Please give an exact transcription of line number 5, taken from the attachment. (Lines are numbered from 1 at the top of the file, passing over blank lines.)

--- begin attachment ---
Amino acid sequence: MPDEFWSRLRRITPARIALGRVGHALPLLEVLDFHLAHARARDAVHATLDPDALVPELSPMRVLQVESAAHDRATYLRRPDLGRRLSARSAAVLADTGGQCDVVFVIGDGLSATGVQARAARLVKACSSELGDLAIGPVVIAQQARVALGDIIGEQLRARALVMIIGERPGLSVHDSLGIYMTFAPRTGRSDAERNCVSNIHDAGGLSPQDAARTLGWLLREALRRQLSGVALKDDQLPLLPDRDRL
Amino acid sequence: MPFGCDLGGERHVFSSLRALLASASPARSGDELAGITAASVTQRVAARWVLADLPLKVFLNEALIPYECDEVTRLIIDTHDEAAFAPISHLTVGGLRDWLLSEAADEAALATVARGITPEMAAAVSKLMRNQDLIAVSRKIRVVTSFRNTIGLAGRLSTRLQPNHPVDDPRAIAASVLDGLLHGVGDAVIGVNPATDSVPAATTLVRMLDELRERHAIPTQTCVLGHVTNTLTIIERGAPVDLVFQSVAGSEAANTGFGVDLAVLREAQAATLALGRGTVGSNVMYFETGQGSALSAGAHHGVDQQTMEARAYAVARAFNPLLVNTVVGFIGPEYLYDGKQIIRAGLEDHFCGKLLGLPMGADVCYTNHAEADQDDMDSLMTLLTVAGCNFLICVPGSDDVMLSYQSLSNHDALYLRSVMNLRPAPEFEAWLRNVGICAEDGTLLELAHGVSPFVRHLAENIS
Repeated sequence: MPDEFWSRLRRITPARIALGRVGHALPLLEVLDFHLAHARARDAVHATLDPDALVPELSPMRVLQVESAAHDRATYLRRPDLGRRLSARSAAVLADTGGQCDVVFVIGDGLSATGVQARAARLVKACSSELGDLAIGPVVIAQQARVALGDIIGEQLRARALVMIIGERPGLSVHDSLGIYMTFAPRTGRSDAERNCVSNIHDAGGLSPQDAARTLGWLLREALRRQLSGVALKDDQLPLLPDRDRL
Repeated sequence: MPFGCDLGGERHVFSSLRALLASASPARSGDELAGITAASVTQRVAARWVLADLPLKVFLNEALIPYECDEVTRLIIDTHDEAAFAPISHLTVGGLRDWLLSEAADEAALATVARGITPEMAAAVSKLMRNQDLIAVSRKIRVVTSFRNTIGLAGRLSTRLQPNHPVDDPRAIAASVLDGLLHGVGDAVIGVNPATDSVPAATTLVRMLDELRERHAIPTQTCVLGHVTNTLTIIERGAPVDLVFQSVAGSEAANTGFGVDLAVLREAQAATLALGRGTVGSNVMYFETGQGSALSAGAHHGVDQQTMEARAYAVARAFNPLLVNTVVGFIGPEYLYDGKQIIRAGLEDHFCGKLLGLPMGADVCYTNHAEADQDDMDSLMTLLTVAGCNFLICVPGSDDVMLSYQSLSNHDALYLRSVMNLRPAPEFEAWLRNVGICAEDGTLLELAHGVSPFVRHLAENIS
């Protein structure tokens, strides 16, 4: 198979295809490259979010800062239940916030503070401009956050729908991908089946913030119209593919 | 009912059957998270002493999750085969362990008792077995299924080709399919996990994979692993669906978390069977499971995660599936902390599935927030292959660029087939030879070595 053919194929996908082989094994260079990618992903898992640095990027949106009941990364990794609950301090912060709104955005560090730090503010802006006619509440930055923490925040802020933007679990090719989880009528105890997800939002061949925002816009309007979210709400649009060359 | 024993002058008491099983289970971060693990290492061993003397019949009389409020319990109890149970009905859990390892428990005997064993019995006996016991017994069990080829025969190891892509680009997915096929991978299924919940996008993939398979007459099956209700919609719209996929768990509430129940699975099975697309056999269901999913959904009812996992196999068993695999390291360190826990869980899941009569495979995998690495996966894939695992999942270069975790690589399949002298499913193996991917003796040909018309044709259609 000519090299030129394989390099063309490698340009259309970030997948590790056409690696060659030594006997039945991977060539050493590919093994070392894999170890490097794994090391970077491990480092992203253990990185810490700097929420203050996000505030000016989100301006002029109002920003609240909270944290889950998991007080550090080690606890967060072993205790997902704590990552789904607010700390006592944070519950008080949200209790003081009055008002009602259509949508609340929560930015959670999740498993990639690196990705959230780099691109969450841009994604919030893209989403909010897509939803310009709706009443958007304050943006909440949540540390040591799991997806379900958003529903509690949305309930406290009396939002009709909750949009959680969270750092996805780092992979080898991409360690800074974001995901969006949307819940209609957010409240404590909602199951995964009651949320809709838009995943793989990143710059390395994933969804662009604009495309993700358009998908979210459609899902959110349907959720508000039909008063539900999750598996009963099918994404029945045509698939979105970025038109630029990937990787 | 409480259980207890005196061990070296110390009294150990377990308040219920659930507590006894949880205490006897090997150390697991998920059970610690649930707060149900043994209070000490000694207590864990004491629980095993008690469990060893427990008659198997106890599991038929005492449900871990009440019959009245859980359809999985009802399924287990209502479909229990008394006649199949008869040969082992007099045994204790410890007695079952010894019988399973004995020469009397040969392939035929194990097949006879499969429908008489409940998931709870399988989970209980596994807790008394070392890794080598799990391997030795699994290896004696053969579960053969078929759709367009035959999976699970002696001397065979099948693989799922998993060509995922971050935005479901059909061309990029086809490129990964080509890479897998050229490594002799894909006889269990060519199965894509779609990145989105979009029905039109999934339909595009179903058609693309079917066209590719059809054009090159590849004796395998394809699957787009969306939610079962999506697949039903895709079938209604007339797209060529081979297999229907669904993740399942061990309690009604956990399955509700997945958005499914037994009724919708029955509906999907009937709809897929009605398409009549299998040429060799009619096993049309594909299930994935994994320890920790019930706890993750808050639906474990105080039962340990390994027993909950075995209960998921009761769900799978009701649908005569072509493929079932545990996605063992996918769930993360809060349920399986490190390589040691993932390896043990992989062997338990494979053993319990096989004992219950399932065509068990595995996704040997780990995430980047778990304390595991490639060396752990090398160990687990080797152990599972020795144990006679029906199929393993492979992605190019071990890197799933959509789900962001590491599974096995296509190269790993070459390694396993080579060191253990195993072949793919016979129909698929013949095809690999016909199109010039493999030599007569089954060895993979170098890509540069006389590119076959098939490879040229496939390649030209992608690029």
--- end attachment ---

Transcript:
């Protein structure tokens, strides 16, 4: 198979295809490259979010800062239940916030503070401009956050729908991908089946913030119209593919 | 009912059957998270002493999750085969362990008792077995299924080709399919996990994979692993669906978390069977499971995660599936902390599935927030292959660029087939030879070595 053919194929996908082989094994260079990618992903898992640095990027949106009941990364990794609950301090912060709104955005560090730090503010802006006619509440930055923490925040802020933007679990090719989880009528105890997800939002061949925002816009309007979210709400649009060359 | 024993002058008491099983289970971060693990290492061993003397019949009389409020319990109890149970009905859990390892428990005997064993019995006996016991017994069990080829025969190891892509680009997915096929991978299924919940996008993939398979007459099956209700919609719209996929768990509430129940699975099975697309056999269901999913959904009812996992196999068993695999390291360190826990869980899941009569495979995998690495996966894939695992999942270069975790690589399949002298499913193996991917003796040909018309044709259609 000519090299030129394989390099063309490698340009259309970030997948590790056409690696060659030594006997039945991977060539050493590919093994070392894999170890490097794994090391970077491990480092992203253990990185810490700097929420203050996000505030000016989100301006002029109002920003609240909270944290889950998991007080550090080690606890967060072993205790997902704590990552789904607010700390006592944070519950008080949200209790003081009055008002009602259509949508609340929560930015959670999740498993990639690196990705959230780099691109969450841009994604919030893209989403909010897509939803310009709706009443958007304050943006909440949540540390040591799991997806379900958003529903509690949305309930406290009396939002009709909750949009959680969270750092996805780092992979080898991409360690800074974001995901969006949307819940209609957010409240404590909602199951995964009651949320809709838009995943793989990143710059390395994933969804662009604009495309993700358009998908979210459609899902959110349907959720508000039909008063539900999750598996009963099918994404029945045509698939979105970025038109630029990937990787 | 409480259980207890005196061990070296110390009294150990377990308040219920659930507590006894949880205490006897090997150390697991998920059970610690649930707060149900043994209070000490000694207590864990004491629980095993008690469990060893427990008659198997106890599991038929005492449900871990009440019959009245859980359809999985009802399924287990209502479909229990008394006649199949008869040969082992007099045994204790410890007695079952010894019988399973004995020469009397040969392939035929194990097949006879499969429908008489409940998931709870399988989970209980596994807790008394070392890794080598799990391997030795699994290896004696053969579960053969078929759709367009035959999976699970002696001397065979099948693989799922998993060509995922971050935005479901059909061309990029086809490129990964080509890479897998050229490594002799894909006889269990060519199965894509779609990145989105979009029905039109999934339909595009179903058609693309079917066209590719059809054009090159590849004796395998394809699957787009969306939610079962999506697949039903895709079938209604007339797209060529081979297999229907669904993740399942061990309690009604956990399955509700997945958005499914037994009724919708029955509906999907009937709809897929009605398409009549299998040429060799009619096993049309594909299930994935994994320890920790019930706890993750808050639906474990105080039962340990390994027993909950075995209960998921009761769900799978009701649908005569072509493929079932545990996605063992996918769930993360809060349920399986490190390589040691993932390896043990992989062997338990494979053993319990096989004992219950399932065509068990595995996704040997780990995430980047778990304390595991490639060396752990090398160990687990080797152990599972020795144990006679029906199929393993492979992605190019071990890197799933959509789900962001590491599974096995296509190269790993070459390694396993080579060191253990195993072949793919016979129909698929013949095809690999016909199109010039493999030599007569089954060895993979170098890509540069006389590119076959098939490879040229496939390649030209992608690029």